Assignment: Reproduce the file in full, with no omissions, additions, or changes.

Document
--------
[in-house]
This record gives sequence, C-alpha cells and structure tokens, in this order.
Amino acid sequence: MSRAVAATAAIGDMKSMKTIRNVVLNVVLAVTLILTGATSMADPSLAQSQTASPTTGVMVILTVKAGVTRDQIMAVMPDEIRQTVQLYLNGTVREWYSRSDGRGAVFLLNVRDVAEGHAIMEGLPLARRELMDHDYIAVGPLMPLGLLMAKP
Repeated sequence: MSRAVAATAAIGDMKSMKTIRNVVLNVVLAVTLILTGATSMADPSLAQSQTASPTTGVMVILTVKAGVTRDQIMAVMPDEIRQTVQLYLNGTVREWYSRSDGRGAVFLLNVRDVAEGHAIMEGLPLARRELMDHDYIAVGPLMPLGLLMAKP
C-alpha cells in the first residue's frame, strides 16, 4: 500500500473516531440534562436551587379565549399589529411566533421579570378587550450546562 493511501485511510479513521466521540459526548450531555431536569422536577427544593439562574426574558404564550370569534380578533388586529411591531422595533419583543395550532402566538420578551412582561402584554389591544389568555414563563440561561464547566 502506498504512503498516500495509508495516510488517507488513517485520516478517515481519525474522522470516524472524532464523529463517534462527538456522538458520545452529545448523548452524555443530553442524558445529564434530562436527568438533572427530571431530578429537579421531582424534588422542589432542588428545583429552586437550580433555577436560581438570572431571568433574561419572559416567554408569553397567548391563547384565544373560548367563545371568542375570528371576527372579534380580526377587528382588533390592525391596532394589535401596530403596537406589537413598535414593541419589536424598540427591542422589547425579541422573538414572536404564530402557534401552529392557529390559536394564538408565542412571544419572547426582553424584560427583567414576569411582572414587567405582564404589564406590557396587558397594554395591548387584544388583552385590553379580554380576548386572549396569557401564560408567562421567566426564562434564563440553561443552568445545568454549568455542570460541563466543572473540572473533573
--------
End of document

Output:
[in-house]
This record gives sequence, C-alpha cells and structure tokens, in this order.
Amino acid sequence: MSRAVAATAAIGDMKSMKTIRNVVLNVVLAVTLILTGATSMADPSLAQSQTASPTTGVMVILTVKAGVTRDQIMAVMPDEIRQTVQLYLNGTVREWYSRSDGRGAVFLLNVRDVAEGHAIMEGLPLARRELMDHDYIAVGPLMPLGLLMAKP
Repeated sequence: MSRAVAATAAIGDMKSMKTIRNVVLNVVLAVTLILTGATSMADPSLAQSQTASPTTGVMVILTVKAGVTRDQIMAVMPDEIRQTVQLYLNGTVREWYSRSDGRGAVFLLNVRDVAEGHAIMEGLPLARRELMDHDYIAVGPLMPLGLLMAKP
C-alpha cells in the first residue's frame, strides 16, 4: 500500500473516531440534562436551587379565549399589529411566533421579570378587550450546562 493511501485511510479513521466521540459526548450531555431536569422536577427544593439562574426574558404564550370569534380578533388586529411591531422595533419583543395550532402566538420578551412582561402584554389591544389568555414563563440561561464547566 502506498504512503498516500495509508495516510488517507488513517485520516478517515481519525474522522470516524472524532464523529463517534462527538456522538458520545452529545448523548452524555443530553442524558445529564434530562436527568438533572427530571431530578429537579421531582424534588422542589432542588428545583429552586437550580433555577436560581438570572431571568433574561419572559416567554408569553397567548391563547384565544373560548367563545371568542375570528371576527372579534380580526377587528382588533390592525391596532394589535401596530403596537406589537413598535414593541419589536424598540427591542422589547425579541422573538414572536404564530402557534401552529392557529390559536394564538408565542412571544419572547426582553424584560427583567414576569411582572414587567405582564404589564406590557396587558397594554395591548387584544388583552385590553379580554380576548386572549396569557401564560408567562421567566426564562434564563440553561443552568445545568454549568455542570460541563466543572473540572473533573